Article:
By Seth Klein and Adrienne Montani
On February 11, British Columbians will enjoy a well-deserved new stat holiday. With the inaugural Family Day, Premier Christy Clark has made good on a promise made during her bid for the BC Liberal leadership. The winter stretch needed a new long weekend, and many will appreciate this new-found time with family and friends.
But what of other promises made as part of the premier’s “Families First” agenda? And what other policy initiatives would be needed to truly make life a little easier for BC families? The government claims its families first agenda is “focused on keeping family life affordable” and “supporting vulnerable families,” but does it really live up to its claims?
Clark did make good on one promise early in her mandate, when she eliminated the $6 “training” wage and increased the minimum wage to $10.25 an hour. Until recently, about 13 percent of British Columbians, many of them parents, earned less than $10 an hour, so the minimum wage hike provided a solid benefit to thousands of low-wage workers (although a new lower wage for those who serve alcohol will leave some behind, as in plenty of drinking establishments tips will not make up the difference).
But the minimum wage increase was fully adopted in May 2012. Now what? Is it to remain frozen for years once again, as it was between 2001 and 2011? Someone working full-time full-year at the new $10.25 rate will earn an income of only about $18,655, still below the poverty line for a single person ($23,300 as of 2011), and well below the poverty line if they have a child (in which case it was $29,000 in 2011).
What’s needed is a clear rationale for setting the minimum wage. The minimum wage should be linked to the poverty line, and then indexed to inflation, so that employers can plan for predictable increases, our lowest paid workers won’t lose buying power, and we can stop having this debate every few years.
Another early plank in the premier’s proposed Families First agenda was a promise to increase the Working Income Tax Benefit. But we’ve heard nothing on that front for the past two years; the idea seems to have evaporated.
What else should rightly constitute core elements of a “families first” agenda? We offered up a list of recommendations two years ago, and continue to urge the following:
- First and foremost, recognize the toxic role poverty plays in undermining healthy childhood development, and adopt a comprehensive poverty reduction plan with legislated targets and timelines, as outlined by the BC Poverty Reduction Coalition. Thus far, the BC government refuses to commit to such a plan (one of only two provinces to stubbornly hold out). Instead, the government has announced Community “Poverty Reduction Strategies” in seven pilot communities. But with no new resources or programs or targets, these initiatives are unlikely to lower poverty rates locally, let alone provincially. It is the province itself that has the capacity to meaningfully reduce poverty. According to a recent poll commissioned by the BC Healthy Living Alliance, 78% of British Columbians think it is important for political leaders in BC to address poverty with a provincial poverty reduction plan with clear targets and timelines. Clearly, the public is ready for political leadership on this issue.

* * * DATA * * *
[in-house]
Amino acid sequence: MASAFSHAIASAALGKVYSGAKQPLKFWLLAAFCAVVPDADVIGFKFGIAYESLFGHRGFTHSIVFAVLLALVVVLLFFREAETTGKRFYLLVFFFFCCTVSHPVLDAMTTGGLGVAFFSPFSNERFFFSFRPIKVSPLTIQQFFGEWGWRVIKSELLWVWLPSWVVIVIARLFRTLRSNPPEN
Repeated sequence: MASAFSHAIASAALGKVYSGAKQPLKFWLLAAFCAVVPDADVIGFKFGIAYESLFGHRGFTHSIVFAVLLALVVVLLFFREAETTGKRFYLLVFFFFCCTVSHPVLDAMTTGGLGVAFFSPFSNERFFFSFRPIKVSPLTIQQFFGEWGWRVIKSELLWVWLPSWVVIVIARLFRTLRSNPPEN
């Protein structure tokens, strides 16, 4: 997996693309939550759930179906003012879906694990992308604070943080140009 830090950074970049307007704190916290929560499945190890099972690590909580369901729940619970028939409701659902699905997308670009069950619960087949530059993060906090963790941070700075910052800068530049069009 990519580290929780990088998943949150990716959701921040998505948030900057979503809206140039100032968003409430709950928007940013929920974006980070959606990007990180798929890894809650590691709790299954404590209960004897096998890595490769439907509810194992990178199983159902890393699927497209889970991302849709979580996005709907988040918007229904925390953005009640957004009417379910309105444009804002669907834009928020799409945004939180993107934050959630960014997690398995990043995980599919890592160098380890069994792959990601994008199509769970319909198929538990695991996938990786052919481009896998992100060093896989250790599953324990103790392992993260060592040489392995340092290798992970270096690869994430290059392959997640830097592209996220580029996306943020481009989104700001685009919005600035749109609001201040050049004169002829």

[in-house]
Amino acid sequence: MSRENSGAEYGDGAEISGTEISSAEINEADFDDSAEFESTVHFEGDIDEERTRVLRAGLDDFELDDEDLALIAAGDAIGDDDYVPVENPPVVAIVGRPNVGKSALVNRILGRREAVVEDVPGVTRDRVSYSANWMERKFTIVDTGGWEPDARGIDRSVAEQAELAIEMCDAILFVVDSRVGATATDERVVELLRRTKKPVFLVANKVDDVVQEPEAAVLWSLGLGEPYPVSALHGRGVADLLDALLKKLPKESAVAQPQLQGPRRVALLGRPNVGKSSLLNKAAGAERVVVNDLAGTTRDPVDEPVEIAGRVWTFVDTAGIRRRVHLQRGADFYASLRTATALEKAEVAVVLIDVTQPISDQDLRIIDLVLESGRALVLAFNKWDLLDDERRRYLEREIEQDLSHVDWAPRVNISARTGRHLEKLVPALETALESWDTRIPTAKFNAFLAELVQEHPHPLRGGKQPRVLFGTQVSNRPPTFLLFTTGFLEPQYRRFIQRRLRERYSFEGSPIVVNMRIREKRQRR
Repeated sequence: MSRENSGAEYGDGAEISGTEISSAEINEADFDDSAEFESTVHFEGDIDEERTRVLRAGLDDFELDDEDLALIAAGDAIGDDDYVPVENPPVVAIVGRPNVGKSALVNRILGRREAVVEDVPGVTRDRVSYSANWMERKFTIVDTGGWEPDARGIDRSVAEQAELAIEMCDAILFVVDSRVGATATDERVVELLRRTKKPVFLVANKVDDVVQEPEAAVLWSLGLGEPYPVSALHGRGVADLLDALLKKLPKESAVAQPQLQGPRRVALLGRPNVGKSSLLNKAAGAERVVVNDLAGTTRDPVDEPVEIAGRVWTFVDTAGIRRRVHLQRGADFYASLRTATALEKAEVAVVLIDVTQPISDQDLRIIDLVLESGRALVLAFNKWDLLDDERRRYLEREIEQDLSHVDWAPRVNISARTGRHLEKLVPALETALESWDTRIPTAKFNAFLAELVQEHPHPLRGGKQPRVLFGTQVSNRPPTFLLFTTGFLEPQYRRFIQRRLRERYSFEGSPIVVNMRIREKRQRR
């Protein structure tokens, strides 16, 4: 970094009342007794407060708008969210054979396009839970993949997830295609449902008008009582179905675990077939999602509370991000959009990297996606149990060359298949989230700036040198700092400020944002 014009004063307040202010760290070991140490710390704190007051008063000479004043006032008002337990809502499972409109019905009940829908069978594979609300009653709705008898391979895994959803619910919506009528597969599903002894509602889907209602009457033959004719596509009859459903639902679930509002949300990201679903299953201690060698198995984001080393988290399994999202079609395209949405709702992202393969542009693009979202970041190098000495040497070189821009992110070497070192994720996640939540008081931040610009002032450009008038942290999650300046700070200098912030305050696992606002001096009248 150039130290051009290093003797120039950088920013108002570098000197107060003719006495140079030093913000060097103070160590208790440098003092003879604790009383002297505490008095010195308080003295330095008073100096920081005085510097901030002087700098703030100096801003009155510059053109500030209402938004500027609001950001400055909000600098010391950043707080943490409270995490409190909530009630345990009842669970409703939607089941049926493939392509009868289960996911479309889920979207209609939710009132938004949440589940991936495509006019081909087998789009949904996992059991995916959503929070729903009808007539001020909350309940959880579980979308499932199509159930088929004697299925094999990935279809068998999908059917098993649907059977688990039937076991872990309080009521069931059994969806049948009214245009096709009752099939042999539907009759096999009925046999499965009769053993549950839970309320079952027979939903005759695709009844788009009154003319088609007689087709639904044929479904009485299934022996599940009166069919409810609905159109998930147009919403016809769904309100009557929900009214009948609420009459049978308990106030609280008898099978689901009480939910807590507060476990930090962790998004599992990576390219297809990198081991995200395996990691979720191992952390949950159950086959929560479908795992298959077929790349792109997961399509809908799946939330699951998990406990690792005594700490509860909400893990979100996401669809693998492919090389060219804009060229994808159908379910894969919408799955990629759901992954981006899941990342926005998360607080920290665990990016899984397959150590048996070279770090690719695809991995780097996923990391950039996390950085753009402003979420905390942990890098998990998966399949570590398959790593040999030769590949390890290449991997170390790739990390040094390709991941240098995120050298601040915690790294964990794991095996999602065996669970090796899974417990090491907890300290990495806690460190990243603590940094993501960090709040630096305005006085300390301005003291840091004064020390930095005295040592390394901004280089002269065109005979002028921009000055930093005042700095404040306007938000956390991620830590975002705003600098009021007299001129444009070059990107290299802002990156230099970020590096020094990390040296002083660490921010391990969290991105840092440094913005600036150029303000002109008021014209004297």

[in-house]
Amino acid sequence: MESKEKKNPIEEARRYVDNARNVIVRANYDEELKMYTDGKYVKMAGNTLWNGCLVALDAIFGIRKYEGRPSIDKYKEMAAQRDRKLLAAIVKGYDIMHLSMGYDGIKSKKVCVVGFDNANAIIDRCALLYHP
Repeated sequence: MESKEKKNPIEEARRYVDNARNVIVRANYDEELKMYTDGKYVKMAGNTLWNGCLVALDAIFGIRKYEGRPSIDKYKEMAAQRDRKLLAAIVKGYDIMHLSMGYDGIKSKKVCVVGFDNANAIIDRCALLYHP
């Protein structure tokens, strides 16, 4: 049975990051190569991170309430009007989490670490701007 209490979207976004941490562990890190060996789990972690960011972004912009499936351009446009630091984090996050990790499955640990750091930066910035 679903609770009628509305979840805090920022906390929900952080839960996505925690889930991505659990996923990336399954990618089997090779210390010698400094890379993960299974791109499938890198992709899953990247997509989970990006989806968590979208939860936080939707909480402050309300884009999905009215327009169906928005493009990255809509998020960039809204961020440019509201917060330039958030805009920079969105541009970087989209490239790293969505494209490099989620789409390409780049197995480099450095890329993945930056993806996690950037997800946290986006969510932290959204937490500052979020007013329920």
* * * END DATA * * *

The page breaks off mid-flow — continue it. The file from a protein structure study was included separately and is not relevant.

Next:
- Create a provincial non-profit child care system that offers high quality, affordable and accessible care for all families. This is a vital employment support for parents, and necessary to enhance child development opportunities for all children. Currently, parents pay punishingly high and escalating fees, there are too few spaces, and early childhood educators are under-paid. There is a growing chorus calling for a $10/day plan, and much work has gone into how such a plan should be structured. This policy would be a game-changer for thousands of young families; it is likely the single most significant thing the government could do to relieve families of a key affordability challenge.
- Reform BC’s income assistance policies. The welfare rates of $610 for a single person and $906 for a person with a disability are far too low and have not been raised since 2007. It is time to increase inadequate shelter and support rates, index them to inflation, and restore child support exemptions. Revise the rates for parents/grandparents raising children with disabilities to better reflect their extra needs. Thankfully, the government did recently restore earnings exemptions for everyone on social assistance, and improved the rules for adults with a recognized disability (see more here). But families and individuals on income assistance remain far below the poverty line.
- Increase government’s efforts to end homelessness, and increase the availability of safe and affordable housing for low-income families. As a province, we used to bring on-stream 2,000 new units of social housing a year (and in truth, much more is needed today). But the province has only increased the net new supply of social housing by about 2,700 units total over the past seven years (or less than 400 units per year). And at present, there are no new plans to build social housing once the current promised units are completed. If that does not change, the homelessness crisis will be back at peak levels in a few short years.